• Increase the growth and recruitment of water-dependent streamside vegetation
  • Flush silt and scour biofilms and algae from substrates on the stream bed and maintain pools and channel dimensions
  • Maintain access to habitat and improve water quality for native fish, frogs and platypus
  • Provide enough flow for native fish to move downstream past natural or artificial barriers
  • Maintain the quality of water within pools by dispersing azolla and blue- green algae blooms

Fish iconFrog iconMountain iconsPlatypus iconPlant iconInsect iconWater drop icon

Engagement

Table 2 shows the partners, stakeholder organisations and individuals with which Melbourne Water engaged when preparing the Werribee system seasonal watering proposal.

Seasonal watering proposals are informed by longer-term regional catchment strategies, regional waterway strategies, environmental flow studies, water management plans and other studies. These incorporate a range of environmental, cultural, social and economic perspectives and longerterm integrated catchment and waterway management objectives. For further details, refer to the Port Phillip and Western Port Regional Catchment Strategy and Melbourne Water's Healthy Waterways Strategy.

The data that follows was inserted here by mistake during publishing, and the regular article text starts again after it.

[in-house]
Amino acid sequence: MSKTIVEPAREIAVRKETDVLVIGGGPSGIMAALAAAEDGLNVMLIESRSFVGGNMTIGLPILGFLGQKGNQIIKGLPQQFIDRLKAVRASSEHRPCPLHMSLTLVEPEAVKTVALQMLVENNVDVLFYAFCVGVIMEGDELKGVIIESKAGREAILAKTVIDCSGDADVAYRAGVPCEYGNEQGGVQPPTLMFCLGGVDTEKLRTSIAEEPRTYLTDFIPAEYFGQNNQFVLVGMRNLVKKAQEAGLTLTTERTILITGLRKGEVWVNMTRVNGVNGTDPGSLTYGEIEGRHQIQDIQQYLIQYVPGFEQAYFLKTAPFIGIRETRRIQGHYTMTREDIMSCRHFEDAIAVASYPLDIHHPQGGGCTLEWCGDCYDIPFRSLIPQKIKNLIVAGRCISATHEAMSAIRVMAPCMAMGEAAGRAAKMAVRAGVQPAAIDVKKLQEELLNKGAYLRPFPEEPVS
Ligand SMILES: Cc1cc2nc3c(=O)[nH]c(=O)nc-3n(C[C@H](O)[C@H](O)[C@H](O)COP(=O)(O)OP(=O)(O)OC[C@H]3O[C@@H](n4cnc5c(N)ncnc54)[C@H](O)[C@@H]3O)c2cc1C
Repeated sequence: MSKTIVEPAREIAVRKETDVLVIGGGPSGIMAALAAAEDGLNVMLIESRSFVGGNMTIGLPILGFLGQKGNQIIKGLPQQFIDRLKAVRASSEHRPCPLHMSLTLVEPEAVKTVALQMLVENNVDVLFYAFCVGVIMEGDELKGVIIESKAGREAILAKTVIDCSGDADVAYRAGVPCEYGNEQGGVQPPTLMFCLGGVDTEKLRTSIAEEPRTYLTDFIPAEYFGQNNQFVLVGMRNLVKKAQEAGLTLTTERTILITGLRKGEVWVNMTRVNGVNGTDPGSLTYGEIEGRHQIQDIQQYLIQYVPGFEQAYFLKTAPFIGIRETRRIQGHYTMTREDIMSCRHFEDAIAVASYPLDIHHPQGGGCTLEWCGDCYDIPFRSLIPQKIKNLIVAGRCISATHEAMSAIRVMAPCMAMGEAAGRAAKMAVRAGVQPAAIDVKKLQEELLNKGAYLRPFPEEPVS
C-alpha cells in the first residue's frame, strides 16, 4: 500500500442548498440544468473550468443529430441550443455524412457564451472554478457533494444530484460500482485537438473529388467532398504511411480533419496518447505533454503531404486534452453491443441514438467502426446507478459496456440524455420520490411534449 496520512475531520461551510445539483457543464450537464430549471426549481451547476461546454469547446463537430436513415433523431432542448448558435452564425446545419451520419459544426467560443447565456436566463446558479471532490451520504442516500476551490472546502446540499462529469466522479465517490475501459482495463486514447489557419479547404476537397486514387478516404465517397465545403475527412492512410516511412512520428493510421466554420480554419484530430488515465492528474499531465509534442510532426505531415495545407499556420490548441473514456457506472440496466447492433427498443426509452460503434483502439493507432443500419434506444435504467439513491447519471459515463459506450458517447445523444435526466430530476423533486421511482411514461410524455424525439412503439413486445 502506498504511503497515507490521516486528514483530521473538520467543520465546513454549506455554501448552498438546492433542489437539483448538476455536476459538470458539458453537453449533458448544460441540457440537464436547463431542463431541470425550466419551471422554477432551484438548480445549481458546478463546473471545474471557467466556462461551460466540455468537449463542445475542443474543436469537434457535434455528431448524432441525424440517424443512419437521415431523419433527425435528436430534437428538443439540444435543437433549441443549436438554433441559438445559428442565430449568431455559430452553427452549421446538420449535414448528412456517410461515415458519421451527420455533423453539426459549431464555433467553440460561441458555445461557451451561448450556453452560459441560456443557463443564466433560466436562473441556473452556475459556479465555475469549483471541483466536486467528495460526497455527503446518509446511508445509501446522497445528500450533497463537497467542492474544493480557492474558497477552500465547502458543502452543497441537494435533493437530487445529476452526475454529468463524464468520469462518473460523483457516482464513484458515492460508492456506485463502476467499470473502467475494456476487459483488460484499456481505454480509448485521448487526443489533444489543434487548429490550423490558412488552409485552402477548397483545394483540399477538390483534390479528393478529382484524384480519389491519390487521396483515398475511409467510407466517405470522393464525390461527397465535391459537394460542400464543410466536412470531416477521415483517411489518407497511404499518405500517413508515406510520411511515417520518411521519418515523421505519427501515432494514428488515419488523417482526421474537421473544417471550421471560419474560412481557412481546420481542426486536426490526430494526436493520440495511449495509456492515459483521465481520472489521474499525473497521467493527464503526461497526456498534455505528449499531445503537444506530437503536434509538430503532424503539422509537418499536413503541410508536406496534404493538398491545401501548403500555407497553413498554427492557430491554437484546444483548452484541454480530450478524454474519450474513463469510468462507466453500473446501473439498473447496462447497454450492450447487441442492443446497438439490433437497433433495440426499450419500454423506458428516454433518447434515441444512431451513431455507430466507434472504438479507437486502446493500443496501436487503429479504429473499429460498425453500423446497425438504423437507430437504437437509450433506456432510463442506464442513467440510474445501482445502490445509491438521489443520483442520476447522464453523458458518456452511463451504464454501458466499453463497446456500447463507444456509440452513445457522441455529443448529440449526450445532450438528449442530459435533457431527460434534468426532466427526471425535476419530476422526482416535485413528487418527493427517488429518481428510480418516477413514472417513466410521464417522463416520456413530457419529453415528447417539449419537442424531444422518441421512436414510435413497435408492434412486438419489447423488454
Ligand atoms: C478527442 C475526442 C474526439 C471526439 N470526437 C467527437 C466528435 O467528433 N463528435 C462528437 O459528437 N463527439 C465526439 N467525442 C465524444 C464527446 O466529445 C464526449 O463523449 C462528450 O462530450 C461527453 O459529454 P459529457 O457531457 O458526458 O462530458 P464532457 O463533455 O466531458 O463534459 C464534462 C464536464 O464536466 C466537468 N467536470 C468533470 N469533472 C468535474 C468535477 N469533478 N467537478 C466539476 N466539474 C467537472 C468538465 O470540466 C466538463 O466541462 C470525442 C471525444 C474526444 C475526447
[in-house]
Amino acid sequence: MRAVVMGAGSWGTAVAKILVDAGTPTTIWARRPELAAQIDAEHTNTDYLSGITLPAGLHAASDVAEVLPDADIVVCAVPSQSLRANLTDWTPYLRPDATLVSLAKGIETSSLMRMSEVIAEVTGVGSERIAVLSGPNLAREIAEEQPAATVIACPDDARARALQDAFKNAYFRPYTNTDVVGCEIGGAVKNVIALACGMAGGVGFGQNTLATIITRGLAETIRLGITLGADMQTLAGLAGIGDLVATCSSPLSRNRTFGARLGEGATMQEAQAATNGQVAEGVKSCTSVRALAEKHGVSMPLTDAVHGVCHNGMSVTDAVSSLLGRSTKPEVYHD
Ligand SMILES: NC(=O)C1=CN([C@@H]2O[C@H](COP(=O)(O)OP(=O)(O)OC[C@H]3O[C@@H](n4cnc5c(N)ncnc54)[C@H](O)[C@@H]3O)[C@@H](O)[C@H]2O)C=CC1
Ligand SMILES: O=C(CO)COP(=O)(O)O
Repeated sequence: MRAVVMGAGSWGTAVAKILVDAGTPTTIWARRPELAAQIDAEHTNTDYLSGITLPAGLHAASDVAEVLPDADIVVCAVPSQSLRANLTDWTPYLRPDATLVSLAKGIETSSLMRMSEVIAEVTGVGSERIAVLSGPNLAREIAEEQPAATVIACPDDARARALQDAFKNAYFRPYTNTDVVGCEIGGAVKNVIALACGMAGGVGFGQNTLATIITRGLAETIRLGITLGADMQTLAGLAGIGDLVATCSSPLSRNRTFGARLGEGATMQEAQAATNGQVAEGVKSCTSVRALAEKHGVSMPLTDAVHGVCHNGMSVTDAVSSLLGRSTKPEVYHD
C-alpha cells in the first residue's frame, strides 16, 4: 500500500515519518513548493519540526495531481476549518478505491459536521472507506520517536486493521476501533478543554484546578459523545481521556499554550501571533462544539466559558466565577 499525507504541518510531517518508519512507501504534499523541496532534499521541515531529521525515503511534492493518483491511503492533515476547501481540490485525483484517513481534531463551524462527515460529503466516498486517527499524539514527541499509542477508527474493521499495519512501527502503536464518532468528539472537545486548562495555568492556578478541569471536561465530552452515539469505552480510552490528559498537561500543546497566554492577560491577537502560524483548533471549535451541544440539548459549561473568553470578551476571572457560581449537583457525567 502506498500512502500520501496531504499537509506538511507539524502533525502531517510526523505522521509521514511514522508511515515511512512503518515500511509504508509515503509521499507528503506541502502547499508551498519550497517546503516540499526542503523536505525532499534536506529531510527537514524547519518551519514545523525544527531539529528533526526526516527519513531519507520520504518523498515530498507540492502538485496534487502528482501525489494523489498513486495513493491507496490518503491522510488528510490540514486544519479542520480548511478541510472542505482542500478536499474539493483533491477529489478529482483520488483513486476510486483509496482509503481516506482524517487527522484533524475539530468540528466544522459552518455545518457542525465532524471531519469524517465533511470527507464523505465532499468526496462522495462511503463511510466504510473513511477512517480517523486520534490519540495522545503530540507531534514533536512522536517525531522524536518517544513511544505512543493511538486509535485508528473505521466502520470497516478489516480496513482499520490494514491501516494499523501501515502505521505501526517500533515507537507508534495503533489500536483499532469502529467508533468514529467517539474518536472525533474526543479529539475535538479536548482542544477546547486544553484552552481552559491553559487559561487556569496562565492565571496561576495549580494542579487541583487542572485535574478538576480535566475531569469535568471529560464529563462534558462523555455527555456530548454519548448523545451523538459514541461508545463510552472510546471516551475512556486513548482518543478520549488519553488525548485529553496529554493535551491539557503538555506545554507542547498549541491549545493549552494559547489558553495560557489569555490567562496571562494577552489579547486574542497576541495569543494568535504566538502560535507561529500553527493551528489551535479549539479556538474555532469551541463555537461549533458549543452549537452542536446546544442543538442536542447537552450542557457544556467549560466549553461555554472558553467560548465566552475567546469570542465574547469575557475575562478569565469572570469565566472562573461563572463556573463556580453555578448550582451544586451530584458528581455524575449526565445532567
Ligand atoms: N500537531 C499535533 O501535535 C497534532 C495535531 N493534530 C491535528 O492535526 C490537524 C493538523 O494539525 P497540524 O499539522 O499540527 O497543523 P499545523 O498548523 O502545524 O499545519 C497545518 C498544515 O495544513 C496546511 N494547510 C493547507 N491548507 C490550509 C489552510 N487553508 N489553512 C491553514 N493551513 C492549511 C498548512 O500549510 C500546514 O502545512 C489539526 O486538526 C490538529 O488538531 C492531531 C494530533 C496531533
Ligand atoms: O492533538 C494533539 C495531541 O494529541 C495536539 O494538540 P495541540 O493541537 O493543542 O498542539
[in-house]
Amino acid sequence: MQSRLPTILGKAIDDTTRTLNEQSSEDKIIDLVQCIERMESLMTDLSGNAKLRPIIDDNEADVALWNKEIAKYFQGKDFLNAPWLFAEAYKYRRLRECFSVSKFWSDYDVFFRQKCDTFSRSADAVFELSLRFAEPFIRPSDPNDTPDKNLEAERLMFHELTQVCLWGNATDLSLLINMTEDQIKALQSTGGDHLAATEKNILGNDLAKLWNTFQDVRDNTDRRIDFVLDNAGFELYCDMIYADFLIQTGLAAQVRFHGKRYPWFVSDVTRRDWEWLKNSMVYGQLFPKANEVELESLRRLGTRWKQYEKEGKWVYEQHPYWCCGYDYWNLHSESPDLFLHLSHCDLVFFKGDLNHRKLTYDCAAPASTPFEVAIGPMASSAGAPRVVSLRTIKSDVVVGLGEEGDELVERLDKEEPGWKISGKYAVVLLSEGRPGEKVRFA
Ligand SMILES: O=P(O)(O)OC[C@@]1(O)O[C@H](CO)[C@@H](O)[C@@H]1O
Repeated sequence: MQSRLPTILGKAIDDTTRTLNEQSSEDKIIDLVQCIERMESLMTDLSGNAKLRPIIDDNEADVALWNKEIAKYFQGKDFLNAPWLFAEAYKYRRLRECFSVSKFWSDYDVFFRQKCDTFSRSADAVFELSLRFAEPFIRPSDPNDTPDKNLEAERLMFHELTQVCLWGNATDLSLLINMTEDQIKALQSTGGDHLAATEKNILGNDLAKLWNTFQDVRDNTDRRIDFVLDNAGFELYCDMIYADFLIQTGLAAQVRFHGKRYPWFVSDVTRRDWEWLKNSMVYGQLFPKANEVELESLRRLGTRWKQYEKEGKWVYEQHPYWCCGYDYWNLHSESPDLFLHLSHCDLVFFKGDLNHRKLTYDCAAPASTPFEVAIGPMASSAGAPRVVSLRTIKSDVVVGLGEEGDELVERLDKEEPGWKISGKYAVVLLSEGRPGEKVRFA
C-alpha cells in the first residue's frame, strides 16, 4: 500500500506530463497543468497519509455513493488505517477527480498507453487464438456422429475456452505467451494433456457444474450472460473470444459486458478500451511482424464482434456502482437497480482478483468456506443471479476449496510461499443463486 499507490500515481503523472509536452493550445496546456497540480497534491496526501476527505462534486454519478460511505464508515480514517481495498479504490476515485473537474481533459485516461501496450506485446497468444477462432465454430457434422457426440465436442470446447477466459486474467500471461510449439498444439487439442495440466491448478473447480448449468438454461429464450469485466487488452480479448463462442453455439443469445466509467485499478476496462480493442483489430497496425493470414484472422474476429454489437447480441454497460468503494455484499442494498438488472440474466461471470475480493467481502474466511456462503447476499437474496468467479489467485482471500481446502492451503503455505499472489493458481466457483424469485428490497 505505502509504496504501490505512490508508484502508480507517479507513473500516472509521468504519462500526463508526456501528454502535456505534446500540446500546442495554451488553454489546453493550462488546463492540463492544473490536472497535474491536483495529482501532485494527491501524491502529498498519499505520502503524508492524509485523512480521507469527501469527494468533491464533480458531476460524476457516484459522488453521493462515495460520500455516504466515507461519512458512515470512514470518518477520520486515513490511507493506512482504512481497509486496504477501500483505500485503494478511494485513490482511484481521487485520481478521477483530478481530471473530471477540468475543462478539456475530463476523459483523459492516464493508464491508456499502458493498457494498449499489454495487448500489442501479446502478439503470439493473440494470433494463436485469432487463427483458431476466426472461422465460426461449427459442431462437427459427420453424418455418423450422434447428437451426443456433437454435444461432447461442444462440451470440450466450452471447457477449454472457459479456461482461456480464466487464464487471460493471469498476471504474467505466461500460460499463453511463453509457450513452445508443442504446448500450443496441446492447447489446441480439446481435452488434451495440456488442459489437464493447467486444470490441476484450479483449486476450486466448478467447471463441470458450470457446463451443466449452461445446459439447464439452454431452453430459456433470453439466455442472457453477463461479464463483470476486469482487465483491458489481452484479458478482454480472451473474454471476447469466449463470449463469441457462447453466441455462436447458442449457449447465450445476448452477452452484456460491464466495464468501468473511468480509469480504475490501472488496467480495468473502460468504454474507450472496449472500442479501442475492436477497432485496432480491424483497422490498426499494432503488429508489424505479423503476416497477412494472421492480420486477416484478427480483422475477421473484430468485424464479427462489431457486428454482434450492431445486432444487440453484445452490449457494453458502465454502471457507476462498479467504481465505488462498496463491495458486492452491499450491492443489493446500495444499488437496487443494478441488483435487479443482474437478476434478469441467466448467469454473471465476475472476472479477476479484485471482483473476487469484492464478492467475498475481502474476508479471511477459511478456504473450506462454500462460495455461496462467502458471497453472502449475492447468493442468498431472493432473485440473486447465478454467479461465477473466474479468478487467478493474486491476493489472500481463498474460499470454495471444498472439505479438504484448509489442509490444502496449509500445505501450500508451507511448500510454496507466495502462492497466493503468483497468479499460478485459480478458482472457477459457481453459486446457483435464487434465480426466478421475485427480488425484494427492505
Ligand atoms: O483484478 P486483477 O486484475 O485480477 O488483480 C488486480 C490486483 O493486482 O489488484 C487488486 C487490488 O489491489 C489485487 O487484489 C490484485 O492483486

Table 2 Partners and stakeholders engaged in developing the Werribee system seasonal watering proposal

Partner and stakeholder engagement
  • Werribee Riverkeeper
  • Department of Environment, Land, Water and Planning | Water and Catchments
  • Southern Rural Water
  • Western Water
  • Environment Protection Authority
  • Parks Victoria (land manager)
  • Port Phillip and Westernport Catchment Management Authority
  • Wyndham City Council
  • Zoos Victoria
  • Werribee Anglers Club
  • Melbourne University – research collaborators
  • Monash University
  • Arthur Rylah Institute (Department of Environment, Land, Water and Planning)
  • Boon Wurrung Foundation
  • Bunurong Land Council Aboriginal Corporation
  • Wurundjeri Woi-Wurrung Cultural Heritage Aboriginal Corporation
  • Wathaurung Aboriginal Corporation

Page last updated: 22/01/21